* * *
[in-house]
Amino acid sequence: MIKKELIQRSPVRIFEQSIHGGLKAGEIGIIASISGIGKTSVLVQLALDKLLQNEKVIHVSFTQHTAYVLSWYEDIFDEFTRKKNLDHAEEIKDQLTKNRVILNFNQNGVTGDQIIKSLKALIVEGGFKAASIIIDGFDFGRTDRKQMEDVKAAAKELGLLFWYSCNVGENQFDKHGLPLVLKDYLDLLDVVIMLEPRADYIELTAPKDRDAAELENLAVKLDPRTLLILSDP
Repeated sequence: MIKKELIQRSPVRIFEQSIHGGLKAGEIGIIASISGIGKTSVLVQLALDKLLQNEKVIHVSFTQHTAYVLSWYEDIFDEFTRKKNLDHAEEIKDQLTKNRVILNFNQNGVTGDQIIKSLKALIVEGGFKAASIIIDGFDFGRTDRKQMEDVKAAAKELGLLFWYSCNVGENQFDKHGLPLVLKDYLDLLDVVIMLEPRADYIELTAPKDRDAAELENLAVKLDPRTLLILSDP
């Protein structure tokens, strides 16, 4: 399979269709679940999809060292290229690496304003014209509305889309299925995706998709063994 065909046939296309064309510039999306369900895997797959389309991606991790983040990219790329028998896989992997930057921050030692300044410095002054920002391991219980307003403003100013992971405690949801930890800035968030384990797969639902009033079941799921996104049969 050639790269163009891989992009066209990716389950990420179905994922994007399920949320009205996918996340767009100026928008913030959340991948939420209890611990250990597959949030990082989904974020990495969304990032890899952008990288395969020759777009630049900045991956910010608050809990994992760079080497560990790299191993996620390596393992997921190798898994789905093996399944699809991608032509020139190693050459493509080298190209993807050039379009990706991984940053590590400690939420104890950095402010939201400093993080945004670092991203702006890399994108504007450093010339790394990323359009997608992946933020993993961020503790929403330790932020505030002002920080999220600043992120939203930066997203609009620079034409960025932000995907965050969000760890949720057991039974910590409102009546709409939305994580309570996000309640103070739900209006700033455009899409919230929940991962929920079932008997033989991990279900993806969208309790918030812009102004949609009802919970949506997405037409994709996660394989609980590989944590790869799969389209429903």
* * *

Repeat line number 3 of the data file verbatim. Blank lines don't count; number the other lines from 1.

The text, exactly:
Repeated sequence: MIKKELIQRSPVRIFEQSIHGGLKAGEIGIIASISGIGKTSVLVQLALDKLLQNEKVIHVSFTQHTAYVLSWYEDIFDEFTRKKNLDHAEEIKDQLTKNRVILNFNQNGVTGDQIIKSLKALIVEGGFKAASIIIDGFDFGRTDRKQMEDVKAAAKELGLLFWYSCNVGENQFDKHGLPLVLKDYLDLLDVVIMLEPRADYIELTAPKDRDAAELENLAVKLDPRTLLILSDP